I think Clojure is wonderful as a first language. That's an easy thing to say and hard to back up though — Clojure wasn't my first language, and I knew Java before I started learning Clojure.
I think programming in general has a pretty steep learning curve because there is a very comlpex mapping from code in the text file to the behavior of the program when it's executed. As a software developer, you need to have a virtual machine in your head that can execute the code while you write it. The longer the feedback loop from writing code to seeing its execution results, the bigger the load on your mental virtual machine, the harder it is to progress. Other mainstream programming languages try to solve this problem with type systems and IDEs, and I think they are not good enough at that, because:
- type systems introduce complexity and require you to always write code that is about types and not about your problem;
- type systems are rudimentary, they only check what can be expressed in types, so they can only help with how things shouldn't be combined (e.g. they prevent you from summing string with number), but not with how your code behaves when executed (e.g. they can't prevent you from adding value to the end of a list when you wanted to add to the beginning).
Type systems get more and more complex to help you with writing correct code. You can have a look how Idris promotes type-driven development that helps with writing matrix transposition: https://youtu.be/mOtKD7ml0NU?t=1607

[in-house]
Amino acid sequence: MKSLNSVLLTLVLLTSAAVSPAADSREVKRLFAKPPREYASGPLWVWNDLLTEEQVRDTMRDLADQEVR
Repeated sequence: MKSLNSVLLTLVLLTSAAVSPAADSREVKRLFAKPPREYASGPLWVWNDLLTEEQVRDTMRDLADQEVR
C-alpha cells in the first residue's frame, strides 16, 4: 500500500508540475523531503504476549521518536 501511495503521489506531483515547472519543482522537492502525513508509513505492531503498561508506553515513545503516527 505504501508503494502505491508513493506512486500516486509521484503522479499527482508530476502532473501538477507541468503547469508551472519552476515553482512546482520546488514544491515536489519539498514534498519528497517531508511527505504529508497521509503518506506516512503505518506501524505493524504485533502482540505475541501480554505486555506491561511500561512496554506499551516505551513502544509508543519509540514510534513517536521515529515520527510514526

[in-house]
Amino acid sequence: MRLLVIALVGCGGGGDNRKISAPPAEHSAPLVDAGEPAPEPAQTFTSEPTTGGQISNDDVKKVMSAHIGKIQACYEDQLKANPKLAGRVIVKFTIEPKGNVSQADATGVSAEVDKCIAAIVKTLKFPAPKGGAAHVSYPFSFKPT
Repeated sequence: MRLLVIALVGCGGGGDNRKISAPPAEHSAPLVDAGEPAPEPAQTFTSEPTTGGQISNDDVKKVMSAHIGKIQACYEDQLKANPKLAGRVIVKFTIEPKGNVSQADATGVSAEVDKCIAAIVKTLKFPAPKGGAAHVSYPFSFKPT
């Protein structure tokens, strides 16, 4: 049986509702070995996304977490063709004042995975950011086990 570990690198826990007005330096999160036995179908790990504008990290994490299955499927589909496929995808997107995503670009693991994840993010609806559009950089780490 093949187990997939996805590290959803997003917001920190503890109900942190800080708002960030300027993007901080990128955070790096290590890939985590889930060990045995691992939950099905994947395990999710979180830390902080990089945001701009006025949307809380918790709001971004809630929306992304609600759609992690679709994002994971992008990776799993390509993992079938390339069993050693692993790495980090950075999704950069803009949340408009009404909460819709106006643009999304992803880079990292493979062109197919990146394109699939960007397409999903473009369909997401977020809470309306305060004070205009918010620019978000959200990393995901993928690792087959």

Here is a type signature for matrix transposition in Idris, without any implementation:
transpose : Vect n (Vect m a) -> Vect m (Vect n a)
I think it's nice that the language can help you fill in the blanks when you want to transpose a matrix, but what if you had a language that allows to have the actual implementation shorter then this signature?
(defn transpose [xs] (apply mapv vector xs))
What if you could immediately try this particular piece of code and see how it behaves?
(transpose [[1 2] [3 4]])
=> [[1 3] [2 4]]
In the end, we want to write code that makes computer behave the way we want it to behave. I think seeing the result of code execution immediately as you wrote it is a better way to validate the behavior than writing code in 2 languages in the same file, where one rudimentary language is for a compiler to have a dialog with you (type signatures), and another is for a computer to execute (function calls). Less noise, less cognitive load, more focus on a problem, faster and more useful feedback = wonderful first language, I think :)
P.S. I could go on about data processing with maps and generic functions vs classes and methods, but I don't have time right now. Much more simple and concise in Clojure!